Modest improvements in 401(k) participation, diversification found

Employers’ efforts to boost participation in 401(k) plans apparently have had only modest success, a new study by Hewitt Associates Inc., Lincolnshire, Ill., finds.

Plan balances also have increased only slightly in the past three years, as has the amount of diversification in employees’ investment portfolios, according to Hewitt.

Hewitt’s follow-up to its earlier research shows participation in 401(k) plans during 2004 increased 2.1% to 70.3% from 2002.

That means nearly 30% of workers still didn’t participate in their company’s plans. Among workers under age 30, the figure was even higher: 54% did not participate.

Lori Lucas, director of participant research at Hewitt, calls the results “discouraging.” She points out that among those who did participate in their company’s retirement plan, 23% had a total plan balance of under $5,000.

“This is especially concerning because 401(k) plans are the main retirement vehicles for an increasing number of employees,” Lucas says.

Average total plan balance among 1.8 million participants surveyed was $68,630, with a median of $25,640.

Balances increased just 21% in 2004, compared to 35% the previous year, largely due to a decline in stock market returns.

Looked at by age, the average account was around $11,000 for those under 30; $37,000 for those 30 to 39; $80,000 for those 40 to 49; $115,000 for those 50 to 59; and $97,000 for those 60 and up.

Average plan balances ranged widely by industry: $120,000 for workers in the chemical industry; $102,000 for computers and office equipment; $91,000 for banking-finance; $70,000 for insurance; and $23,000 for retail.

Almost 80% of employees who took part in a 401(k) plan contributed enough to receive the company match in 2004; however, 31% contributed only just enough to obtain the full match.

Because match thresholds are typically only 3% to 4% of pay, the figures suggest that even employees who participate in their 401(k) plan often fail to set aside enough, Lucas warns.

Another troubling sign: Relatively few employees tried to rebalance or reallocate their 401(k) portfolios in 2004. Only about 17% transferred investment funds within their 401(k) account. That suggests they are not paying attention to their plans, other than occasionally checking their balance, Hewitt concludes.

The average number of mutual funds held by participants increased to 4.2 funds, from 3.6 in 2002. The number of employees holding just one or two asset classes declined to 32% from 39% in 2002, a fact that suggests some employers are having success in their efforts to encourage diversification, Hewitt says.

One troubling finding: Employees invested an average of around 27% of their total balance in their own company’s stock in 2004. And about 27% of employees had at least half of their total 401(k) balances in their employer’s stock. On average, employees who had company stock in their 401(k) had 41% of their balances invested in that stock, essentially unchanged since 2002.

“With such little evidence that many employees understand or appreciate the risk of owning large amounts of company stock, diversification remains an issue in many plans,” Lucas says.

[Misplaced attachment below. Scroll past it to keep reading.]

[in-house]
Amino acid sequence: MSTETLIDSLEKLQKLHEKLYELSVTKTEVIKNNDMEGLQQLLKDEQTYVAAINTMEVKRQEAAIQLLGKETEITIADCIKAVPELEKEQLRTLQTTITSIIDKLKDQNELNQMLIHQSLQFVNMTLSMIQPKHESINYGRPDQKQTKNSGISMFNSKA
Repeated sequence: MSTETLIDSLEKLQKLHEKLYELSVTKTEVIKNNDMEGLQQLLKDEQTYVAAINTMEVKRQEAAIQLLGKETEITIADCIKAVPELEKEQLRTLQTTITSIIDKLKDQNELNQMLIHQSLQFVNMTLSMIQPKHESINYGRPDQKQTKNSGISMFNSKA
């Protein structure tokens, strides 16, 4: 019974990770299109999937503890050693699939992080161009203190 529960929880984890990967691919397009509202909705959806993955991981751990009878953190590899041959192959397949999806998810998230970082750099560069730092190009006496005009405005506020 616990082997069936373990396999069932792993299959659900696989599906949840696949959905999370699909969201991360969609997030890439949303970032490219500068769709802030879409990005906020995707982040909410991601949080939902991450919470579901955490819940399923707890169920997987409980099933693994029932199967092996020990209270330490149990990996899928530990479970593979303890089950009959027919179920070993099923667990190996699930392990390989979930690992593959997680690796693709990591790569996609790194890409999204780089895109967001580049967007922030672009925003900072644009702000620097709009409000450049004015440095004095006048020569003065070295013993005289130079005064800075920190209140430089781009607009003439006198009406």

Lifestyle funds, which automatically rebalance and reallocate fund investments based on an employee’s age, have remained popular. About 40% of employees who are offered this option invest in them, about the same as in 2002.

Hewitt notes in its report, however, that lifestyle funds are supposed to be the main investment in one’s portfolio, because they are targeted to the owner’s specific financial objectives based on age. Yet only 15% have all of their noncompany stock balances in a single lifestyle fund.

Other findings from the survey:

?Only 2% of employees had balances in a self-directed brokerage account (where offered) in 2004.

?23% had an outstanding loan from their 401(k) plan, about the same as in past years.

?The average 401(k) participant is 43 years old, has been in his current job about 10 years and earns around $58,000 a year.

?The average employee who declines to participate in the company 401(k) averages 39 years, earns $33,000 and has been on the job 5.4 years.

In its report on the study, Hewitt makes several recommendations:

Employers should consider making lifestyle funds their default option for employees. That would let employees diversify their 401(k) assets without having to rebalance their investments periodically.

Create a sense of urgency among employees when offering a 401(k). To increase the number of employees signing up for the plan, give them a specific date to decide. And press upon them that they need to start thinking about retirement now, Hewitt advises.

Consider automatic enrollment of new employees. Plans can provide a default fund so procrastinating workers will be routinely signed up, unless they act to opt out.

Offer employer matching to increase participation. The match threshold (maximum employer contribution) also is important, because employees’ deferral choices tend to cluster around that threshold, Hewitt notes.